by Robyn Blumner
First, a quick walk through some American history that might surprise you.
In 1927, a U.S. congressman from New York explained to his colleagues why the country needed a law guaranteeing that federal contractors pay their workers local prevailing wages when constructing public works projects.
Describing what happened when an Alabama firm won the bid to build a federal hospital in his district, Rep. Robert Bacon complained that the contractor "brought some thousand non-union laborers from Alabama into Long Island, N.Y. ... These unfortunate men were huddled in shacks living under most wretched conditions and being paid wages far below the standard."
Partnering with Sen. James Davis from Pennsylvania, Bacon finally succeeded in passing the prevailing wage law known as the Davis-Bacon Act. It was signed by President Herbert Hoover in 1931 and has pushed against race-to-the-bottom wages in federal contracting ever since.
The surprise? All three men were Republicans.
Now fast forward to Mitt Romney on the campaign trail last year when he promised that, if elected, he would "fight to repeal Davis-Bacon" starting on "Day One."
That was one of Romney's top priorities. Because in the United States, where wages have stagnated for more than 30 years, nothing is more important for a president than to try and erode worker pay even more. Take that, 47 percenters.
But Romney was not breaking new plutocratic ground, just toeing the party line. Today's
ALEC is an enterprise funded by major corporations that brings state leaders to private conferences and sends them off with "model" legislation. One of ALEC's favorites is its wage suppression agenda, which targets anything that smacks of government helping workers gain decent treatment.
For instance, in Florida right now, a lawmaker with ties to ALEC is trying to head off a referendum on an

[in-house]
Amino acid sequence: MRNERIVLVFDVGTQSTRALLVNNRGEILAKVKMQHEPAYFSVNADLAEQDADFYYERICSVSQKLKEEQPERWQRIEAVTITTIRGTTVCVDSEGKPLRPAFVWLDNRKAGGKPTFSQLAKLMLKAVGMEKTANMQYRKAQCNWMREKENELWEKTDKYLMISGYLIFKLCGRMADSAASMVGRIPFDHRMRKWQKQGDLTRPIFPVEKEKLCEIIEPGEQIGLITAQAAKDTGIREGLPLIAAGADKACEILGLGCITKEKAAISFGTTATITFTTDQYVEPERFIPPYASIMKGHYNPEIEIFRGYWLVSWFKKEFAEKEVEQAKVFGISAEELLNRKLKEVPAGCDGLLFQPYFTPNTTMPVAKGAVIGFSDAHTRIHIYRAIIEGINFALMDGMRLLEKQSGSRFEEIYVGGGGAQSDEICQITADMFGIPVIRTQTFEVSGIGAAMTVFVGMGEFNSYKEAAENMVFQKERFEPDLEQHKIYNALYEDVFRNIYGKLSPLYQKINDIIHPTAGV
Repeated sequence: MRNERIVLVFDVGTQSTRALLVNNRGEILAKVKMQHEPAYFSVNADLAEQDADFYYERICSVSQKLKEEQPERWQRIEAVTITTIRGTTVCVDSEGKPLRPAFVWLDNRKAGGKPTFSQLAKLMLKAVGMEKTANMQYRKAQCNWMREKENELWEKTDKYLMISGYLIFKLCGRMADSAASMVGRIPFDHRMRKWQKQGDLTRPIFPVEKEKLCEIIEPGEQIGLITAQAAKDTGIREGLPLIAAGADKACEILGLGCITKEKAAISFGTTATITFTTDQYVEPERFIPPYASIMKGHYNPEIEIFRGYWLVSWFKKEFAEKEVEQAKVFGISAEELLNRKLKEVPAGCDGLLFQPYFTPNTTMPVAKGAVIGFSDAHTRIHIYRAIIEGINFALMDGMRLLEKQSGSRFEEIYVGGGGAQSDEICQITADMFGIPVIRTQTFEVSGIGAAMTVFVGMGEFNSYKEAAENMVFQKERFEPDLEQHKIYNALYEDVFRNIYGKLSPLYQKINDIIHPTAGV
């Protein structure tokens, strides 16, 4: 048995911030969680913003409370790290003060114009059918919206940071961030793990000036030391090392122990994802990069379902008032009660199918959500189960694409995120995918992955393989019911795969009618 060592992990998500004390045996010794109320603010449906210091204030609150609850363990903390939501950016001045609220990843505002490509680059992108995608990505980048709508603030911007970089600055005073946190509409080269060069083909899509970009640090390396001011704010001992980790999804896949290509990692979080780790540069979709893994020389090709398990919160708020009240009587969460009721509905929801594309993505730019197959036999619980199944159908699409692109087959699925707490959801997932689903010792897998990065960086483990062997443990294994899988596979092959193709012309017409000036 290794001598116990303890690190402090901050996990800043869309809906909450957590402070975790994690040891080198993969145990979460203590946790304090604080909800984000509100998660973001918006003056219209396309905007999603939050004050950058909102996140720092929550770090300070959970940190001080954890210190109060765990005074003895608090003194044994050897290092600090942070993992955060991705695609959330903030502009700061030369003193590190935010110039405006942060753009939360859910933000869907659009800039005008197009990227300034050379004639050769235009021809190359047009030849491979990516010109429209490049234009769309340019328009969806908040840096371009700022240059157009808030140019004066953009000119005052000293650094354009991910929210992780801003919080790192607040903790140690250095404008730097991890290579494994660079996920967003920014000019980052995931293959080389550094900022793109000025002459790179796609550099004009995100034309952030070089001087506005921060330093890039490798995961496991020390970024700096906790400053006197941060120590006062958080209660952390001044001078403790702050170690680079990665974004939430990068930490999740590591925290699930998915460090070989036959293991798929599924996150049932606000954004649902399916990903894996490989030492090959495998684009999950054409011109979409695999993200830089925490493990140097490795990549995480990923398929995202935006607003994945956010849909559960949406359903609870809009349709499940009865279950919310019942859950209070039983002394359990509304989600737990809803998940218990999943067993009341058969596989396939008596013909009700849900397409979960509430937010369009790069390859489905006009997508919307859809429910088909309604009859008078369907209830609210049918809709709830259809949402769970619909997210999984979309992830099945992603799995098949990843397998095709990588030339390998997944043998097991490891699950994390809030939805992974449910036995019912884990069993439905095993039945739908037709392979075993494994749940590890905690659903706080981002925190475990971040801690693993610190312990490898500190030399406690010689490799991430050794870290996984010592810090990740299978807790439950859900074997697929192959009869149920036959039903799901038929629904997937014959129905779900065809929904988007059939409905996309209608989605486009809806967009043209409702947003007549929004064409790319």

But it's not going to happen anywhere in Florida if House Majority Leader Steve Precourt has his way. The Orlando Republican's bill would overrule any local government attempts to boost worker benefits. This preemption would come on top of a 2003 Florida law that bars cities and counties from establishing their own minimum wages, which quashed several locally passed living-wage mandates around the state.
Conservatives love the idea of home rule and local control, except when it would give workers a fairer shake on the job.
And Florida is far from alone. During the 2011-'12 legislative sessions, state lawmakers across the country introduced 105 bills in 31 states aimed at reducing the earnings or economic security of low-wage workers, according to a study by the
Initiatives like these are always sold as necessary for business growth and development. Yet some of the nation's most liberal cities and states (the Northeast, the West Coast, Chicago) are hubs for economic dynamism.
Legislating in the shadow of Russia's Bolshevik Revolution, Bacon and Davis understood that when an economic system keeps workers powerless, poor and exhausted, it leads to social unrest. But if government stands against capitalism's worst impulses, society as a whole can thrive. Today's
GOP Assault on Workers' Rights Continues | Politics